The sale of Perform Content to Vista Equity Partners and its consequent merger with US technology and data company Stats earlier this year marked the beginning of a new chapter in the story of a ground-breaking business which had, of late, been somewhat overshadowed by its big-spending OTT sibling DAZN.
Perform, you may remember, was the original: the fruit of the 2007 merger of Premium TV and Inform Group which created a company that went on to develop and acquire a range of related business units, float on the stock-exchange, de-list from the stock exchange and, along the way, pioneer new approaches to sports media through innovative partnerships with the WTA Tour and Fiba.
The launch of DAZN, dubbed the Netflix of Sport on its debut in 2016, caught the sports media zeitgeist perfectly and its rapid growth led to the division of the organisation and, ultimately, the sale of Perform Content which includes the Opta, RunningBall and Watch&Bet businesses.
Vista Equity Partners paid DAZN a reported $1.2bn (€1.1bn) in cash for the company together with a minority stake in Stats Perform.
While the identity of the eventual buyer was not widely known, DAZN’s owners had gone public early on their desire to sell Perform, leaving senior management to discuss the ideal suitor.
“In the end it happened very quickly,” explained chief rights officer Alex Rice.
“The strange thing is that back in November (2018) the management team sat in a room and pieced together what we would want as a business to enable us to move forward. It wasn’t about (identifying) a buyer, just the vision and capabilities.
“For us it was about selling to (an entity) which could see what this business can be. This is an established business with lots of certainty, but it had been prevented from taking the next leap forward.”
Close to the top of the wish list was a buyer which understood the need and had the resources to invest in technology to move the data business forward. And Rice believes that the merger with Stats achieves just that.
“Stats understand the DNA of Perform and what we have been trying to achieve,” he said.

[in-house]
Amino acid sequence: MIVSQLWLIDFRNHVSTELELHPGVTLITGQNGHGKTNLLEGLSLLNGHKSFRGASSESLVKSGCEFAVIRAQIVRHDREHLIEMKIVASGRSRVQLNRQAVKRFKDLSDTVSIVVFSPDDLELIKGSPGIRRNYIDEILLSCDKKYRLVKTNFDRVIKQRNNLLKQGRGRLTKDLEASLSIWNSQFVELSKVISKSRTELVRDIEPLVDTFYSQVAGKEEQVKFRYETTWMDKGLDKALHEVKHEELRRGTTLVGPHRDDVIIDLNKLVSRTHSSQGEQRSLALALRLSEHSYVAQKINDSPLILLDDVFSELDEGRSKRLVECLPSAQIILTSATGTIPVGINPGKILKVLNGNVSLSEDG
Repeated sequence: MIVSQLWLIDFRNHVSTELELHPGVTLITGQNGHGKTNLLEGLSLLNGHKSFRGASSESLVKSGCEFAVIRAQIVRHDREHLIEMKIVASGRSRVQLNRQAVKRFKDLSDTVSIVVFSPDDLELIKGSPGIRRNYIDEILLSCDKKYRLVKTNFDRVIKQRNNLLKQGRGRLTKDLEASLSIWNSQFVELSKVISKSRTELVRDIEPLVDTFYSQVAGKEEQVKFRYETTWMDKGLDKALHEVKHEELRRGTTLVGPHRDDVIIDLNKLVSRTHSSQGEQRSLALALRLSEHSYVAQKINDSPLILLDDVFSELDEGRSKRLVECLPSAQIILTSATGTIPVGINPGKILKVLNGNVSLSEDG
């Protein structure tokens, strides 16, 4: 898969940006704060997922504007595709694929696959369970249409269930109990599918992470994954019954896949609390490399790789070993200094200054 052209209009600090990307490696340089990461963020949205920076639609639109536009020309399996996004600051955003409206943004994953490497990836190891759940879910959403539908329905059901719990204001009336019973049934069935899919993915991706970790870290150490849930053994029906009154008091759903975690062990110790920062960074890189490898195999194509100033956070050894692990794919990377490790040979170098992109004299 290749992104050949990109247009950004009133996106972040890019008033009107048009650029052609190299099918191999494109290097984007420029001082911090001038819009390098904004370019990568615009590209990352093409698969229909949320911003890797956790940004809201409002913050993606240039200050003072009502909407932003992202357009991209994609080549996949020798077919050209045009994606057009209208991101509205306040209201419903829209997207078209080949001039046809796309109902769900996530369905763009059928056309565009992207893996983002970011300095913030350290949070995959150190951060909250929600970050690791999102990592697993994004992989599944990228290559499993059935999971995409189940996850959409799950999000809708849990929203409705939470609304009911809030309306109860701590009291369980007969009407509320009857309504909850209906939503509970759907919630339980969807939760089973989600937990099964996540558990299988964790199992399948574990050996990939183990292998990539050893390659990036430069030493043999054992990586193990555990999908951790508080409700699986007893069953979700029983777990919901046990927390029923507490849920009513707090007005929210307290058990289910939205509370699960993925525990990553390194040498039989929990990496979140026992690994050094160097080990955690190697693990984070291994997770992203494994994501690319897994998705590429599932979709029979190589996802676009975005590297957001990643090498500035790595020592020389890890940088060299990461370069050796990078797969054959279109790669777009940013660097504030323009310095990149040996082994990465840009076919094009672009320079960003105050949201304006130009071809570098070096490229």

“They understand the opportunities for the business in the USA around the legalisation of gambling but also realise that doesn’t transform everything overnight. It may take 5-10 years.
“If you take all that into account, Stats is a great marriage. They had already made the investment into automated data collection and Artificial Intelligence (AI) and those were the elements which were missing.
“Broadly the businesses are very similar. We have similar operations, have similar contacts, work for some of the same leagues and have competed in the past particularly in the media space. We have a mature betting business and they are starting to get into it.”
The focus on Artificial Intelligence is central to the new proposition and Rice believes that it will play a role in adding a new dimension to the ways that fans enjoy sport.
“Right now, if you are watching a sports event you are consuming data which tells you about what has happened and that data becomes part of the deep analysis provided post game in heat maps and other things,” he explained.
“What this doesn’t tell you is what’s going to happen next. AI can tell us that by working on the probability based on data. All these factors create a story which we want to impart back to the audience, and which can, logically, create odds.
“While we can never tell the viewer with 100-per-cent certainty that X or Y will happen, AI will enable us to give them a far richer experience. It will also provide teams and the professional sector with far greater analysis of what will most likely happen if you select particular players in a team or use a certain tactic against a specific opponent.
“The big change is that AI helps us paint a picture going forward rather than with traditional stats data, which is about the past.”
As ever in business, managing change is critical to future success and, says Rice, the Stats Perform merger has delivered a sense of certainty and clear focus which had been lacking.
“As great as DAZN was for the business, there hadn’t been clarity for employees on this side of the business.
“Now the management is focussed solely on one area and whatever skillset you came into the business with you know that management is focused on supporting that area. This is the world we are in and this is what we think about when we wake up in the morning.”
Among the other things that Rice, an industry veteran despite being under 40-years-old, thinks about is the way the data rights business is developing. He fears that the current system, by which official rights to collect and monetise data are increasingly being sold exclusively to the highest bidder, could prove damaging in the long term. He believes that for governing bodies to appoint a group of official data rights partners, each paying a fair and equitable amount could be a better solution.
“Data isn’t like audio visual rights because more or less anyone can collect data and the rights are hard to police,” he said.
“The other thing is that it stifles innovation because if you are spending money on rights fees you are not spending it developing great products.
“Having more than one data source also helps the battle for integrity. If you only have one source –especially where games are not televised – you have a problem because the bad guys only have to manipulate one scout.”